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Western Public Lands

NWF applauds sportsmen’s legislation

Bipartisan package in Senate expands access to public lands for recreation, hunting and angling and boosts conservation funding to preserve outdoor heritage

By Judith Kohler | 2.4.14 
Washington, DC – The National Wildlife Federation welcomes the announcement of a bipartisan legislative package in the Senate that would expand and enhance hunting, angling and other outdoor recreation on our public lands and help secure conservation funding for years to come.

The Bipartisan Sportsmen’s Act of 2014 prepared by Sens. Lisa Murkowski, R-Alaska, and Kay Hagan, D-N.C., and introduced Tuesday includes a provision to open currently inaccessible public lands to hunting and fishing. Another would give the Interior secretary permanent authority to permit states to issue electronic duck stamps, which generate vital funding for wetlands conservation.

“Hunters, anglers and outdoor enthusiasts of all sorts make up about half our 4 million members and supporters. The National Wildlife Federation was formed nearly 80 years ago after our founder, J.N. “Ding” Darling joined other  sportsmen and wildlife conservationists to protect wildlife and invest in conservation,” said Larry Schweiger, president and CEO of the National Wildlife Federation. “The legislation introduced by Sens. Hagan and Murkowski will help secure future conservation investments and ensure that hunters and anglers get to enjoy even more of our public lands by expanding access to them. The National Wildlife Federation wants to work with the sponsors to build support for the bills and help strengthen the package, so that our proud outdoor heritage remains sound for our children’s future.’’

The following proposals are among those that will have “a direct positive impact on hunting, fishing and outdoor recreation,” Schweiger wrote in a letter to the senators:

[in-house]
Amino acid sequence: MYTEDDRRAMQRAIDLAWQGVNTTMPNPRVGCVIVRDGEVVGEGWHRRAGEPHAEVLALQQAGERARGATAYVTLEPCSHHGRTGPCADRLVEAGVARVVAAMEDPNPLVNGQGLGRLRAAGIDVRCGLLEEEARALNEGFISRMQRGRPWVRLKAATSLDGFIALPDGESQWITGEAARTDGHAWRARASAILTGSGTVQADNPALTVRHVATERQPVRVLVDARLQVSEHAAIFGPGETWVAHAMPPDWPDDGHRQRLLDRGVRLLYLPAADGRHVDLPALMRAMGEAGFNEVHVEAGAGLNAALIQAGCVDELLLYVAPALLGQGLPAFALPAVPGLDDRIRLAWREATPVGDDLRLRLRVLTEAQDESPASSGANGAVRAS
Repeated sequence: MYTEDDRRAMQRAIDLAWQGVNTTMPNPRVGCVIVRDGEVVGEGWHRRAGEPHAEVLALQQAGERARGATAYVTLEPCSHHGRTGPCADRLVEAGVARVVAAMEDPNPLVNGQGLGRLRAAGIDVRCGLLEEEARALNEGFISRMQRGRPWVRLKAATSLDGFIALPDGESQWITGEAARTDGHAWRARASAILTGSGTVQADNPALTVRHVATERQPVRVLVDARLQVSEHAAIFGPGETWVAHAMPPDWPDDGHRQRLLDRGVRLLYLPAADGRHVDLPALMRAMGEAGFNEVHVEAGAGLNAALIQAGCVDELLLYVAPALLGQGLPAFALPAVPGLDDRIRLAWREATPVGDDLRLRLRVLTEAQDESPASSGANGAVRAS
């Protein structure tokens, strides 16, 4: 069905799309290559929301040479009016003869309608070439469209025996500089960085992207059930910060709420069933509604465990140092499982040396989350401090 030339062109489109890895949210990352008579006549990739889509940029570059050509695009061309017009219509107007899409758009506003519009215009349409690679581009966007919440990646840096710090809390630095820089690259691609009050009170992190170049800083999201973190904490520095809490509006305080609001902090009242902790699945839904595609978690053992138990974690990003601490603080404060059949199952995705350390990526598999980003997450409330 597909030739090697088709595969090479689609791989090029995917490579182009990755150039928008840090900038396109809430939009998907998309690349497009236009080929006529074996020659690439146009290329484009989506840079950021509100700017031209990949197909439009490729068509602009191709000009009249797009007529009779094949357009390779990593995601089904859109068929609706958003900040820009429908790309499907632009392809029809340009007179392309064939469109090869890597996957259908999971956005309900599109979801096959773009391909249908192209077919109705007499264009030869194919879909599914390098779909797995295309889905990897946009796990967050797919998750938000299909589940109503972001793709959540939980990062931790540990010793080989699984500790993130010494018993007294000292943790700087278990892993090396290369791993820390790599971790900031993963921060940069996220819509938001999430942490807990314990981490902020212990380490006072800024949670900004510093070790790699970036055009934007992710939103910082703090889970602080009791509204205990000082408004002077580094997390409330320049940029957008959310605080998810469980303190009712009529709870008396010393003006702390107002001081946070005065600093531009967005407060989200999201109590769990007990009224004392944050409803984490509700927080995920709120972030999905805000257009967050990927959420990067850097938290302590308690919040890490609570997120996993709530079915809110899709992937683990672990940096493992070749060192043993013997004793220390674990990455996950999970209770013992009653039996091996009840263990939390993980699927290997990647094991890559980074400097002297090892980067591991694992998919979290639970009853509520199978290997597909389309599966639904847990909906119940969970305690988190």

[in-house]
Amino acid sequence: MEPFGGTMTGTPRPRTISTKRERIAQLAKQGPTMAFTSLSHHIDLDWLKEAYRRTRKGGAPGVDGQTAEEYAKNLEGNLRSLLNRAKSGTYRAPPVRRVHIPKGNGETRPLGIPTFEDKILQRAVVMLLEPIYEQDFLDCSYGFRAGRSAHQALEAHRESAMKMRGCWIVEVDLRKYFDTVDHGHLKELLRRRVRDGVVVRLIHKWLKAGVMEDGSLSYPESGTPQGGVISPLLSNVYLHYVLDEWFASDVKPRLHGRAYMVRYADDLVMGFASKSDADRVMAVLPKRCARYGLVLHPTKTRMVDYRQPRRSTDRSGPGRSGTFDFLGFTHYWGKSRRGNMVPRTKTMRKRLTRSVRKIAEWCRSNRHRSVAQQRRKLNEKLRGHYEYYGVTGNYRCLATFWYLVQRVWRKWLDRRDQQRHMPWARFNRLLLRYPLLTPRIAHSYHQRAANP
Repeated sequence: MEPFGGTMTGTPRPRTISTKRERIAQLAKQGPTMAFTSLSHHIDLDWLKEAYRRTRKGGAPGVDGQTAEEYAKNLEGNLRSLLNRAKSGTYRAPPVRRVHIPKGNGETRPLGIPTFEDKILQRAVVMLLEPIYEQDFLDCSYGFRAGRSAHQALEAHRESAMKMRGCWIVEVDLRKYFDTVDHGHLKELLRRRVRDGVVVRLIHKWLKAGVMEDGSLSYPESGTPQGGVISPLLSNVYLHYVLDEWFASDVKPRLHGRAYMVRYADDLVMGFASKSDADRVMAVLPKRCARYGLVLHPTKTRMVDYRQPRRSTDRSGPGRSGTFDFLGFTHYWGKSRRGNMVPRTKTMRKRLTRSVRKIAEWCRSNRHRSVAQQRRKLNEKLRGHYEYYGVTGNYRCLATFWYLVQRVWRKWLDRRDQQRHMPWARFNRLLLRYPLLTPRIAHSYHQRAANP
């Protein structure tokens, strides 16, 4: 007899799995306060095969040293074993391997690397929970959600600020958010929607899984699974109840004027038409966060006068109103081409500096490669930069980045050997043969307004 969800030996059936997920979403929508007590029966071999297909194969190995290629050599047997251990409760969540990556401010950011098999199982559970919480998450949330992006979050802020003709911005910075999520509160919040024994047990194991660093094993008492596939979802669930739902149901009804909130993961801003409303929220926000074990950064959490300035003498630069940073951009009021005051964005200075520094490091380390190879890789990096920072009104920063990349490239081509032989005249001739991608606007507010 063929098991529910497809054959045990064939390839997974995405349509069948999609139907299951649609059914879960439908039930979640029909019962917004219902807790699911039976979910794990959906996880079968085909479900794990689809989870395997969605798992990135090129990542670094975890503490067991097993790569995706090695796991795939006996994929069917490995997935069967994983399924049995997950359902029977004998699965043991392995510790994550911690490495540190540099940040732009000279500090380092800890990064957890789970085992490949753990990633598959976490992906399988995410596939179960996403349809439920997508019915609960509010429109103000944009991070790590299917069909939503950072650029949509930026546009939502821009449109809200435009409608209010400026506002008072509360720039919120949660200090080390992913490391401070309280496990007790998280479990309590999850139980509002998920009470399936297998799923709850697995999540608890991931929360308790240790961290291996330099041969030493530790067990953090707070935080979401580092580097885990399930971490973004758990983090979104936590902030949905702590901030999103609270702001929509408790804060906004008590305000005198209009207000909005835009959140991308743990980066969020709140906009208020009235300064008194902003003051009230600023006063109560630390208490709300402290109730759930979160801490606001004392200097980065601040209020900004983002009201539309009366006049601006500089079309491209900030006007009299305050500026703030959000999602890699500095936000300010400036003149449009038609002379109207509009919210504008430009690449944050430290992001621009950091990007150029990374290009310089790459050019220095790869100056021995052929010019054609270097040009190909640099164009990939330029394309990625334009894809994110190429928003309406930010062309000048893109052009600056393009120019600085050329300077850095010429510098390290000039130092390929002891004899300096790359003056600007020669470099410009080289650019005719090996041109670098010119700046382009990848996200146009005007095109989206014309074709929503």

• Reauthorization of the Federal Land Transaction and Facilitation Act, which, among other things, allows public agencies to work with willing landowners to acquire private land surrounded by public land. The program creates jobs and revenue, NWF noted.
  • Reauthorization of North American Wetlands Conservation Act and the National Fish and Wildlife Foundation, both of which leverage public and private funding for fish and wildlife habitat, wetlands, migratory birds and conservation projects. NWF noted that NAWCA has helped protect or restore 25.6 million acres of wetlands during the last two decades while NFWF has leveraged nearly $576 million in federal funds into $2 billion worth of conservation projects.
  • A provision allowing states to allocate a greater proportion of federal funding to construct and maintain public shooting ranges on federal lands.

This big step forward for fish and wildlife conservation would go even further by adding language from the Migratory Bird Habitat Investment and Enhancement Act to raise the federal duck stamp to $25 from $15. The current buying power of the stamp, started by Ding Darling to raise money for wetlands, has never been lower.

Another significant addition would be the National Fish Habitat Conservation Act, which would foster nationwide partnerships to advance fisheries conservation and promote healthy aquatic environments that benefit local communities as well as fish and wildlife.

“We know that sportsmen and women spend about $90 billion a year on hunting and fishing. The total for all outdoor recreation is about $646 billion. Investing in conservation is a win for wildlife, hunters, anglers, the economy – everyone,” said John Gale, NWF’s national sportsmen’s campaign manager.  “Sportsmen and women are America’s original conservationists and we tip our hats to Sens. Murkowski and Hagan for joining us in shepherding this legacy of stewardship for future generations of hunters, anglers, and outdoor enthusiasts.”